We've had a very hot spell this week in the metro Vancouver area, and I'm feeling a little lazy.So I'm repeating one of my earlier blogs. It's timely for the summer season as well.
In our travels abroad we have encountered many adventures but generally no real danger. However, there was a night in a mountainous region of Mexico when we threw caution to the wind and the ending could have been disastrous.
Our journey had taken us from the turquoise bay and curving, white beaches of Acapulco to the picturesque silver mining town of Taxco, perched precipitously on the slopes of the Sierra Madre Mountains. The views from our hotel were enchanting. After marguerites and lunch at the outdoor restaurant, we strolled along the cobbled streets enjoying our first taste of the real Mexico.
Absorbing the ambience of the main square or Xocalo, we stopped to listen when a handsome young Mexican in a small corner stall asked for a few “minutos” to explain the tour he was offering.
“Senor, Senora, have you seen the Yucatan flyers here in Old Mexico?” he asked. “We offer you an evening of fun and entertainment.” Here was something I truly was interested in. Without even considering the consequences, we purchased the tickets.
As promised, the taxi arrived at our hotel at six o’clock, just as the sun was setting behind the western peaks of the high Sierras. Night falls quickly in the tropics and, by the time we had travelled a few blocks through the town, darkness enveloped us. Soon we left all signs of civilization behind as the road wound higher into the surrounding jungle.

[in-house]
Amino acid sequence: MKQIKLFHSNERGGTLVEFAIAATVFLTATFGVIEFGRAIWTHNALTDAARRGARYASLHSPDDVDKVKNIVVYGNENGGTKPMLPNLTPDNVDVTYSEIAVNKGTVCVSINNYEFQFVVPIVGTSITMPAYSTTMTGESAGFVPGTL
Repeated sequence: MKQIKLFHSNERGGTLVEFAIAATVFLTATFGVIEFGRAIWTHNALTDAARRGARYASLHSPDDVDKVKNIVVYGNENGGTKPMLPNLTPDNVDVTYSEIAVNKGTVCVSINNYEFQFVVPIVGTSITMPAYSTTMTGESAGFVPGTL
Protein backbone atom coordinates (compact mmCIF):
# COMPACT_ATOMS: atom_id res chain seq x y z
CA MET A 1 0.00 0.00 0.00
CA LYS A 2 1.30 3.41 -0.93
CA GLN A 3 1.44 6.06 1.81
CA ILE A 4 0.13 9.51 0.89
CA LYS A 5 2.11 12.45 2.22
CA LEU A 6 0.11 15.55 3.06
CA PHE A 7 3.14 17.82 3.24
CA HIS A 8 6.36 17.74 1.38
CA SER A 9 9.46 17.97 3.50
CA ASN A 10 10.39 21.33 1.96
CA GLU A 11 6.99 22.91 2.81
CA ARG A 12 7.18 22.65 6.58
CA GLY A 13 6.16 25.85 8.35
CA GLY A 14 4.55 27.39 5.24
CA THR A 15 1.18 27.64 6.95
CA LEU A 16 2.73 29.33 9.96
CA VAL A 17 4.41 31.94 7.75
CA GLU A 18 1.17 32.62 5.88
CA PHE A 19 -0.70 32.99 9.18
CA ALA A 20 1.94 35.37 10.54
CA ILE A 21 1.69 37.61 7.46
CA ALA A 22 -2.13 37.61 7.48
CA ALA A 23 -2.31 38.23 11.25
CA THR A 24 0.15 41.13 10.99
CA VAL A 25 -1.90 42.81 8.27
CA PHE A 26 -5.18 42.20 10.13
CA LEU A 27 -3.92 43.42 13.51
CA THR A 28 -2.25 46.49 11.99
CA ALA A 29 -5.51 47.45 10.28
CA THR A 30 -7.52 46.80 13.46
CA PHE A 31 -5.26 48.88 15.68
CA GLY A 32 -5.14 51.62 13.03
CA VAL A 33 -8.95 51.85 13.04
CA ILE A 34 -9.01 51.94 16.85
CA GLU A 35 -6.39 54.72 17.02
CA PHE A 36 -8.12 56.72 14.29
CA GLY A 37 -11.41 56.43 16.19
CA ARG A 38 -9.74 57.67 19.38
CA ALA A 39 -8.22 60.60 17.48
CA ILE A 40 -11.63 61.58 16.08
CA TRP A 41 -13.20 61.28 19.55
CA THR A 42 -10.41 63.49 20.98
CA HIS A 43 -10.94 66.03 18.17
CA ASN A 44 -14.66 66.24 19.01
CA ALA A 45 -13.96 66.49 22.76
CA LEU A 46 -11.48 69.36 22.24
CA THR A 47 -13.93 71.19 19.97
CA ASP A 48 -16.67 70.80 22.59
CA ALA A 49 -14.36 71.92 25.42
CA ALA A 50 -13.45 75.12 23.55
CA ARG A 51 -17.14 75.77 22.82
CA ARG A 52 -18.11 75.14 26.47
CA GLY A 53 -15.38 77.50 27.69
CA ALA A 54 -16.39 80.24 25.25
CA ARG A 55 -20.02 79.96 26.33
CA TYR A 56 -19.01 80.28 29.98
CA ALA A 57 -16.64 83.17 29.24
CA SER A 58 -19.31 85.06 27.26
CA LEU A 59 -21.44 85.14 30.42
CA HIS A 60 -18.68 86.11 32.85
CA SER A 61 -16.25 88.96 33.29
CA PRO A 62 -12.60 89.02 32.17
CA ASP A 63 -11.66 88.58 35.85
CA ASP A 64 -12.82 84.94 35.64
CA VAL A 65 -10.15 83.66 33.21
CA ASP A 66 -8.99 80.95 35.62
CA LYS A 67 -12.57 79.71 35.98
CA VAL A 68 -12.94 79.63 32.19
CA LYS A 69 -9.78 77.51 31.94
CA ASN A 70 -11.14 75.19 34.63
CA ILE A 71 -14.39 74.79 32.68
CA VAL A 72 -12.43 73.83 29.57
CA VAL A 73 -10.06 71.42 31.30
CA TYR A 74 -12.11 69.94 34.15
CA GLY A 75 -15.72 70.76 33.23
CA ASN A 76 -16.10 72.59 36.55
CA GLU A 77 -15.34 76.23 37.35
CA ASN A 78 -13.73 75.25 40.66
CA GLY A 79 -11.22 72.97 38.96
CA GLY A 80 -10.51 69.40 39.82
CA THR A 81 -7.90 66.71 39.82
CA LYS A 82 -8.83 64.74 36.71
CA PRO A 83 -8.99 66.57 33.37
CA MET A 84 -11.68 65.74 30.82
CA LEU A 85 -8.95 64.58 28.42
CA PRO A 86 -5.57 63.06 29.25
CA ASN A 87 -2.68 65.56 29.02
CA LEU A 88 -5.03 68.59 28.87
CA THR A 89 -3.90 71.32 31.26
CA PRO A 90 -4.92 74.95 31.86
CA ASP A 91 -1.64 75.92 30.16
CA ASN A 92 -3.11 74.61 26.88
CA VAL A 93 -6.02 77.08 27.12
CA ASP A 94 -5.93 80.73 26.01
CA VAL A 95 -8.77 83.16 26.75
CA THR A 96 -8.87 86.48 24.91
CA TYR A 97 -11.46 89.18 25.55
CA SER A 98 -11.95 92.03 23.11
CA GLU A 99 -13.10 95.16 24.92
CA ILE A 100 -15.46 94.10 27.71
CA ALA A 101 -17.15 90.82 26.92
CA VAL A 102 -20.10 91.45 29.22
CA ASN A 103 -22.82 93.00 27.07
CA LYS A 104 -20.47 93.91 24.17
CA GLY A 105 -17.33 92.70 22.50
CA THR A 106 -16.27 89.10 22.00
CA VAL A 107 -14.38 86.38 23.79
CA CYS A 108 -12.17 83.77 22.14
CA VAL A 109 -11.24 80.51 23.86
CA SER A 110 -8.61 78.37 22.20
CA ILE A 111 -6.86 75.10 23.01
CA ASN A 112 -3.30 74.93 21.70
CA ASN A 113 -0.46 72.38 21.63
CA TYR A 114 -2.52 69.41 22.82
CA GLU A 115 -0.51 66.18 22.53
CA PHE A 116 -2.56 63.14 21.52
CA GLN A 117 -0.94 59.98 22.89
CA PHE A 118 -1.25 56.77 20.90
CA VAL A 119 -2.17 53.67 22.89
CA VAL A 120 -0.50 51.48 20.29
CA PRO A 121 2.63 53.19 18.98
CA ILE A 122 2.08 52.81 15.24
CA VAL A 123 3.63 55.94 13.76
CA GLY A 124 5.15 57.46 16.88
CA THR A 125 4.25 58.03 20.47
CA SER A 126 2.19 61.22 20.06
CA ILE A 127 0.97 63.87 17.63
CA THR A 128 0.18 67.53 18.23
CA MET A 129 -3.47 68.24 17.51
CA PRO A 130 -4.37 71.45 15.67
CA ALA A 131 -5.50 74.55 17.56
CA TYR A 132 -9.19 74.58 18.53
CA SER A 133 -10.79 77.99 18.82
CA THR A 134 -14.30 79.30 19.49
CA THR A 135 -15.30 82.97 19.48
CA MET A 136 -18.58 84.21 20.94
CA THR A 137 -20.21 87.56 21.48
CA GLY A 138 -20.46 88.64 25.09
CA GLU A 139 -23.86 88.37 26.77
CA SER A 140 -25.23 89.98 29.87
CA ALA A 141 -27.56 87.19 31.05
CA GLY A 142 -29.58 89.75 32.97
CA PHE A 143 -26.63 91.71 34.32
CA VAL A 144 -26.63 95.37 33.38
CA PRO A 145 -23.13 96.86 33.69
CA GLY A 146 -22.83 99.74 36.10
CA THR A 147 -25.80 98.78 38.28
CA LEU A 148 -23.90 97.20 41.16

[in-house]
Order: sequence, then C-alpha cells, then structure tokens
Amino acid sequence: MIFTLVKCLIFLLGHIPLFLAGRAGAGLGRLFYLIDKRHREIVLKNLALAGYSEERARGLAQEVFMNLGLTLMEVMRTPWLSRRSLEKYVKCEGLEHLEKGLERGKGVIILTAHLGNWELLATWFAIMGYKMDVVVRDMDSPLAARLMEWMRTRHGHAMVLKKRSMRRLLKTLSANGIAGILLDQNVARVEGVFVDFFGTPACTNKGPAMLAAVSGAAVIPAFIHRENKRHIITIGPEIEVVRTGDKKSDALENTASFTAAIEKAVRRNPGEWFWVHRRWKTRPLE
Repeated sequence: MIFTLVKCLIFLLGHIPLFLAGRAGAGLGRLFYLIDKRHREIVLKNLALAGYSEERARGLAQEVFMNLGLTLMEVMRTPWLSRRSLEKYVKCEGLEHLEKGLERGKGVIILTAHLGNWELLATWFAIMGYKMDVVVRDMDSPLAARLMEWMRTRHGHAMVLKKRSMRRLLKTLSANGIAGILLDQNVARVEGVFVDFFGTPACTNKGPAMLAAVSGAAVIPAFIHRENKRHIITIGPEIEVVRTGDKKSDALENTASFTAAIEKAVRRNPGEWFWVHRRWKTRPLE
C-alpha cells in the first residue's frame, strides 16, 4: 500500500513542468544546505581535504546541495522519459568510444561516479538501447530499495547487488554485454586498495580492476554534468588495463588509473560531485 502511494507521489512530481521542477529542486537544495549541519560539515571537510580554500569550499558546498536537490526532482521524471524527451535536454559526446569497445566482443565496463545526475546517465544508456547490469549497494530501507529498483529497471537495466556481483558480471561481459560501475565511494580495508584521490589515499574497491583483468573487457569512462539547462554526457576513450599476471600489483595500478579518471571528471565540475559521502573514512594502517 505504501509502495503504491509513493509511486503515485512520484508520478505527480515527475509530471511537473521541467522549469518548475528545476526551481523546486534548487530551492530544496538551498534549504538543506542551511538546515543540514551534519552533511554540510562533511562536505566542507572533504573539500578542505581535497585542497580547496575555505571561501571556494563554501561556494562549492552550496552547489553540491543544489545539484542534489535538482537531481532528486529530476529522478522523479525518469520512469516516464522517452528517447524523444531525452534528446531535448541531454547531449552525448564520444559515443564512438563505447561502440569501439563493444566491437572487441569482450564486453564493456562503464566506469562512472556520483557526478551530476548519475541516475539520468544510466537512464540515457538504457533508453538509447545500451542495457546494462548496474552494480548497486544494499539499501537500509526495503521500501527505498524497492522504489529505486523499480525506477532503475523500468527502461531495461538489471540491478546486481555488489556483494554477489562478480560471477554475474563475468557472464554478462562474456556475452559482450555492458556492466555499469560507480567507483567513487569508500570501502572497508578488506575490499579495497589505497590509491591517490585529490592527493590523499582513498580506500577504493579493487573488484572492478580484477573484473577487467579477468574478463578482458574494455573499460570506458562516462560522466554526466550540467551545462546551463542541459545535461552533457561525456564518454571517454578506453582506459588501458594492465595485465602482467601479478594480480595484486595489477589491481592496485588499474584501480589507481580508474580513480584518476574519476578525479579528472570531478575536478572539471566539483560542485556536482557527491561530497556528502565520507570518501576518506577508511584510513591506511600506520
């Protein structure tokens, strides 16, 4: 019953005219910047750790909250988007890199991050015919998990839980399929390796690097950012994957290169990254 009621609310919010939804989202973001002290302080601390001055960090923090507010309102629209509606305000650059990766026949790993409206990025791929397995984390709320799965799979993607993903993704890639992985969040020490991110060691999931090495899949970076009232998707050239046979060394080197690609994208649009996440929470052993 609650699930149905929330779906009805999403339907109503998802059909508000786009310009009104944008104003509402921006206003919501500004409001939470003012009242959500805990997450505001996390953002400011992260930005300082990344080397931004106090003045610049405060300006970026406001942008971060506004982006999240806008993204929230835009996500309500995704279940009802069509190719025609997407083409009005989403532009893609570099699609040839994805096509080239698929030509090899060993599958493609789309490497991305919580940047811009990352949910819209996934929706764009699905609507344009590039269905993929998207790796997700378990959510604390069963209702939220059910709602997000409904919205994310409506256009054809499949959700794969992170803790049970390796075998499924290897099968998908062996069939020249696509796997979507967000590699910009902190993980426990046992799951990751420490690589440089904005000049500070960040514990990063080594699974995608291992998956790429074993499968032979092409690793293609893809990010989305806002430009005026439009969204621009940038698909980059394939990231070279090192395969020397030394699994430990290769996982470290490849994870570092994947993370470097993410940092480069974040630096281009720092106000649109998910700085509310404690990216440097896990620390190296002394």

For the first time a sense of vulnerability hit me. I thought of people who had disappeared without a trace in other Latin countries. A man we’d heard about, living in a rented house in Puerto Vallarta, disappeared from sight along with his whole family one day, never to be heard from again.
No one at home knew of this new addition to our itinerary. Was this a trick? Were these a group of ‘banditos’ who would murder us high in these mountains hoping to get our money and our passports? Beads of sweat broke out on my forehead. I moved closer to my husband and took his hand. He smiled reassuringly at me but in the small glow of light from the dashboard, I noticed his face had taken on an anxious look.
Just as panic was about to overtake me, we emerged into a clearing in the trees. Besides the outside arena where the pole for the Yucatan performers was set up, there in the middle of this jungle hideaway was a large, round building from which emanated revolving coloured lights and loud music—a Mexican disco!
Well, the show did go on—we had our evening of fun and entertainment—but the lesson I learned that night in a Mexican jungle about using discretion when travelling will never be forgotten.
Sadly from time-to-time we do hear of these disappearances: a young girl on a vacation with fellow graduates disappears in Aruba; a passenger on a cruise ship to Alaska, after stopping at Victoria, B.C., is never seen again.
It pays to use common sense when travelling abroad just as it does in our own cities. There are areas in Vancouver that I would never walk through—day or night. So—just a reminder—over the summer holiday period, use discretion and stay safe.